One of my favourite children's books was gifted to Magoo by some friends for his Christening.
It's titled 'You Are Special' by Max Lucado.
If you haven't read it, the book tells the story of small wooden people called Wemmicks who spend their days sticking either gold stars or grey dots onto one another. The pretty ones - those with smooth wood and fine paint - always get stars. The talented ones do too. Those Wemmicks with chipped paint or who can do little, they get ugly grey dots.
Punchinello was one of those. He could do nothing right and the others constantly covered him in horrible grey dots. He had so many dots that people gave him dots just for having so many dots. One day Punchinello met Lucia who had absolutely no dots or stars. People tried to give them to her, but they just wouldn't stick.
When questioned, Lucia explained to Punchinello that she remained stickerless because she visited the woodcarver, Eli, every day. Eli, the maker of all the wooden people, welcomed Punchinello the next day. Eli spoke softly to Punchinello telling him that "the stickers only stick if you let them, the stickers only stick if they matter to you". If you decide that what you and your maker think is more important than what they think, you will be stickerless.
You can listen and watch here, if you have a spare 8 minutes.
Well, I think there's something in that for all of us. :-)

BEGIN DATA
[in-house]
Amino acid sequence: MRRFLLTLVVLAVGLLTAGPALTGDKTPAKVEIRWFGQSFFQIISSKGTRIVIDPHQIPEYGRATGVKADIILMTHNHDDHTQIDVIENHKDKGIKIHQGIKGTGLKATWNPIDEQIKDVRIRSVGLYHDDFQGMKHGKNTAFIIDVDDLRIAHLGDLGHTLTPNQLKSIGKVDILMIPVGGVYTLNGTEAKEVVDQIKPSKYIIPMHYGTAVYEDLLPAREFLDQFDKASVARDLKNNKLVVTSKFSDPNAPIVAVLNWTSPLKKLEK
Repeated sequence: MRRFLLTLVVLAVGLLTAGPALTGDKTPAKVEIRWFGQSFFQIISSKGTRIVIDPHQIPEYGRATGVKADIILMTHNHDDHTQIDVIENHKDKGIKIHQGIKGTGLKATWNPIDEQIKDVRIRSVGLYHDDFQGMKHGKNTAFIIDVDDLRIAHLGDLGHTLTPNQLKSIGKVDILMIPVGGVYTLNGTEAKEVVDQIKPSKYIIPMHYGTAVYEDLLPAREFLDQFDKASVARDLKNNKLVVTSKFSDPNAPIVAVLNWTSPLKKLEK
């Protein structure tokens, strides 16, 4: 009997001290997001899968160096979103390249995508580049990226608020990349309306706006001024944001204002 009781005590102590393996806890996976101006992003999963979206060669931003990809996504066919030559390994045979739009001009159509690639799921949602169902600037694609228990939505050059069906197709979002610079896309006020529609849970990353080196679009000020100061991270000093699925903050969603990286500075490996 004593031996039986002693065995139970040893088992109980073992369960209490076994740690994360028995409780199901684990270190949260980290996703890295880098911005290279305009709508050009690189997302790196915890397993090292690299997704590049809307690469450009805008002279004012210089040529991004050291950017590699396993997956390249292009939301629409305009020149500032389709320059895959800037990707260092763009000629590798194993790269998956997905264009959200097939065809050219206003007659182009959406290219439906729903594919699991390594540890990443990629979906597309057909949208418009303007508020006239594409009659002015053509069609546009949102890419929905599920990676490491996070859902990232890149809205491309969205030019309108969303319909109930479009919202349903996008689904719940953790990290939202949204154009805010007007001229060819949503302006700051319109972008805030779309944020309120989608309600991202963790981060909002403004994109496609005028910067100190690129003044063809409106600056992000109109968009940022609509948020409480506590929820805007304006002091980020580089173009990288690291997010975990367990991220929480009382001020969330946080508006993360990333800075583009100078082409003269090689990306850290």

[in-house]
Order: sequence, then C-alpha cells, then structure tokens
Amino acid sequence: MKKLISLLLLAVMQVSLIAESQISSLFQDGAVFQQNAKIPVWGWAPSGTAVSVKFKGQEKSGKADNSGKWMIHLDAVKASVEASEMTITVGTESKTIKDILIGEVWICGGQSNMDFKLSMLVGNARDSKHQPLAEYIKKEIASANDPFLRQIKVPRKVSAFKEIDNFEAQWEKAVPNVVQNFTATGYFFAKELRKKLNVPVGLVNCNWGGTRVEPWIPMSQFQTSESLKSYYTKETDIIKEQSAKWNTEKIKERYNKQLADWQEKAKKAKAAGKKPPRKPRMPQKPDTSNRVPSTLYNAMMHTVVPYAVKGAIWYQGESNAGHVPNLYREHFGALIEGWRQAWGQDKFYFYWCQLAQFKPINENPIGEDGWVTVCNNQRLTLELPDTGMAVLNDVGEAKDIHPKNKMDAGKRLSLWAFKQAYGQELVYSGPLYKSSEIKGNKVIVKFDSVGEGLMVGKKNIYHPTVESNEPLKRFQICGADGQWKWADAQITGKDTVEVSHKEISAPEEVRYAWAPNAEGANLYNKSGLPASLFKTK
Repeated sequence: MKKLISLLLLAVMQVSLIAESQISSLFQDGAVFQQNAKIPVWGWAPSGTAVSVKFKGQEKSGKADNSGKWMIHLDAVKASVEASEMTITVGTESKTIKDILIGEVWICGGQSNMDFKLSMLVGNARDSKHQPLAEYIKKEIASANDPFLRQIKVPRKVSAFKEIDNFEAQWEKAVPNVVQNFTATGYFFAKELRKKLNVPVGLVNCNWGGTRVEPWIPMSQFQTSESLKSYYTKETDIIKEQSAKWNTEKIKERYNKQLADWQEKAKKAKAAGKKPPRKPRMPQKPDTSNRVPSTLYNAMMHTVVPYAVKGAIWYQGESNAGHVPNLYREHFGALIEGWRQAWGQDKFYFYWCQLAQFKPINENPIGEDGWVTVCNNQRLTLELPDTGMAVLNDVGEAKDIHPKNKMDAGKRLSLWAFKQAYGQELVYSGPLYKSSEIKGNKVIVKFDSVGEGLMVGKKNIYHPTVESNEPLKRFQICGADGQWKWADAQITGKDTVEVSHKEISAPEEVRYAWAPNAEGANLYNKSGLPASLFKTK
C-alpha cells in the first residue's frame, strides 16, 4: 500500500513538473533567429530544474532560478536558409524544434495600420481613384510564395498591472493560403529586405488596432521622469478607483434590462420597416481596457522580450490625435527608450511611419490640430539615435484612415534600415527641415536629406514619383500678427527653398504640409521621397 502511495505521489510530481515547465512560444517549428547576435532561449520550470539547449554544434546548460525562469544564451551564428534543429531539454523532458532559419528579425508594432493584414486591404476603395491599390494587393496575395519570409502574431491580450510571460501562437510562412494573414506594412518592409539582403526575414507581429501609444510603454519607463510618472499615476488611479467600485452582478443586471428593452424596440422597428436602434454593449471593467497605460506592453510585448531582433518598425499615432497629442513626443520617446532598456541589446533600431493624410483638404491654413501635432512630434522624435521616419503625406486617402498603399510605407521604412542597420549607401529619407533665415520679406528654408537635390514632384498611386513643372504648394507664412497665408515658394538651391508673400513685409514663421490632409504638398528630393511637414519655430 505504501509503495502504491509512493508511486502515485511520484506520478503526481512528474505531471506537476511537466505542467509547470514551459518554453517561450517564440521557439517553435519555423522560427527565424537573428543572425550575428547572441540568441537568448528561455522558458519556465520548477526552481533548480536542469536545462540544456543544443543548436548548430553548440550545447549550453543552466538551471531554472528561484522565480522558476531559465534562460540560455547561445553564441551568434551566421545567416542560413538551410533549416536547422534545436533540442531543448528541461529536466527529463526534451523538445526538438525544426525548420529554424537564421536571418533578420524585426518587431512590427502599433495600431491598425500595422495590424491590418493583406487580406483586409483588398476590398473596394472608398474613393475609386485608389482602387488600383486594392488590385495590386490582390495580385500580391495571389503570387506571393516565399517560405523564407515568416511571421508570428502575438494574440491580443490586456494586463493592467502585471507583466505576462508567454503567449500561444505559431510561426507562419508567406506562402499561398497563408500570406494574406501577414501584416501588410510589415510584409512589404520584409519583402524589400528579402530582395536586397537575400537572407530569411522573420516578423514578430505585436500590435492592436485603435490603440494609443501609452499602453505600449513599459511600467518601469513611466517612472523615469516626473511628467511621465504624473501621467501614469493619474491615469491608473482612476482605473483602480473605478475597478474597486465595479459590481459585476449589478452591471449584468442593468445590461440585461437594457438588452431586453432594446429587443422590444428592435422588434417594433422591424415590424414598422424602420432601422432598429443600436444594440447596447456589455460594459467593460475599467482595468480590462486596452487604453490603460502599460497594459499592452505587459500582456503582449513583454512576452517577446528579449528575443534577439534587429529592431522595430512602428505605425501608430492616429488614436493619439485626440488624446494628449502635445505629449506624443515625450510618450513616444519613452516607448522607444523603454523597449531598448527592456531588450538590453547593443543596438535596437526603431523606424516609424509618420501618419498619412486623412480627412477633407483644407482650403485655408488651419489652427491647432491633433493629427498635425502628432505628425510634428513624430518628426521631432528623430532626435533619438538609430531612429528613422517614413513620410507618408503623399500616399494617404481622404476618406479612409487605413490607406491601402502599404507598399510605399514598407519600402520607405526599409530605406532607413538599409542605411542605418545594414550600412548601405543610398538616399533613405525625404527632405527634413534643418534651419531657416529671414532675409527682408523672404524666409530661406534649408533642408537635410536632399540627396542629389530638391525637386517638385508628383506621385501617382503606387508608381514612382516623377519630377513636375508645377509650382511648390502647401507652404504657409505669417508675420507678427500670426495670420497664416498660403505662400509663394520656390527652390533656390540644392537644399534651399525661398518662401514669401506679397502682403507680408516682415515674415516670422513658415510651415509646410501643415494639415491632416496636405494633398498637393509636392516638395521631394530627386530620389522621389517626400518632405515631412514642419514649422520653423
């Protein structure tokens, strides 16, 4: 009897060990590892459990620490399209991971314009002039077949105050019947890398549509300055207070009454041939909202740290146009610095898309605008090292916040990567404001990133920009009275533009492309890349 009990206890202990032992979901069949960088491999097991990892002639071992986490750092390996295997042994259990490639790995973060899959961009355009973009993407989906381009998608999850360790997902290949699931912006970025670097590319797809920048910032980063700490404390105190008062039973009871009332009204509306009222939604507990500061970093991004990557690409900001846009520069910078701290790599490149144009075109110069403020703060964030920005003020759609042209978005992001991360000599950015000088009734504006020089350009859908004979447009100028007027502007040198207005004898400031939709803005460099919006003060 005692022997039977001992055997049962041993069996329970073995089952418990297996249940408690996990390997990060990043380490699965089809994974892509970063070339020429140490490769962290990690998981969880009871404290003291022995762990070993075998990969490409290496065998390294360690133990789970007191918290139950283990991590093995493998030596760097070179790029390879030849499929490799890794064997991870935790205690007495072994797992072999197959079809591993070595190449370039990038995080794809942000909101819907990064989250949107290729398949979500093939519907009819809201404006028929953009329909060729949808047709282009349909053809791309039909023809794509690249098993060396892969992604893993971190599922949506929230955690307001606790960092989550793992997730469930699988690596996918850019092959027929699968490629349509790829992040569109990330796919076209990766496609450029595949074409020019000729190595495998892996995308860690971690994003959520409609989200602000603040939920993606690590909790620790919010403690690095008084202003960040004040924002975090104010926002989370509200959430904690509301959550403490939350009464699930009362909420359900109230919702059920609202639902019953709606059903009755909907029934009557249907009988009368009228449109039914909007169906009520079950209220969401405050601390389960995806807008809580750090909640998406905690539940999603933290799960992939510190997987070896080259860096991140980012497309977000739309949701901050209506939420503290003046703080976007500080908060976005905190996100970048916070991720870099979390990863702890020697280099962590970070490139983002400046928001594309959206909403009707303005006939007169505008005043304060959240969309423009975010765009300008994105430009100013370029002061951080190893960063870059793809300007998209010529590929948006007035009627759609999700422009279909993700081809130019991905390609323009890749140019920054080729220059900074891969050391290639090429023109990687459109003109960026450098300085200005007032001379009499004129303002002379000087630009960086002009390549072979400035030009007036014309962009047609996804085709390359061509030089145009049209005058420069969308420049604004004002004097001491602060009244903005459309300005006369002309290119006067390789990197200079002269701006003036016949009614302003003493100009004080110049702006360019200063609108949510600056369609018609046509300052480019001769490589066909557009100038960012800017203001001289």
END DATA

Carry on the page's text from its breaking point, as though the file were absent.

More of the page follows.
This beautiful story has a Christian undertone, but Christian or not, it is a universal message.
To understand that we are all perfectly fine being the person we are as long as we are content and fulfilled.
Enough with the dot sticking people - and even the stars, for that matter.
I know I'd be a dot/star sticking machine of a Wemmick some days.
Did I not just stick a massive ol grey dot on the Mum who botoxed her 8 year old in my last post?! The irony, hey?! Then again, botoxing your own child is giving them a super sized grey dot, really!
Enough with letting those stickers stick and define us.
How do I channel Miss Lucia and her inner strength, her peace?
I recently read that our perception of ourselves is well and truly embedded in childhood and becomes the filter through which criticism and compliments are received - unless we can recondition our thinking.
What the heck did my parents do to me???
Like many, I am an accomplished compliment deflector - they all bounce right off, never penetrating my coat of "they're just saying that."
But Lady Criticism, well she's welcomed in to nestle, fester and multiply to her heart's content.
I love the fantasy visual of myself (with great figure, gorgeous hair and fabulous shoes for good measure) bounding through life with well aimed dots falling, worthless, at my feet.
And the stars, I would accept them graciously. But not to keep, they would be immediately returned to the others in kind.
What about our children?
Magoo is a walking, talking star chart for goodness' sake.
My hope is that he's collecting all these gold stars to generously dish out along his own journey.
Have a happy, star filled day.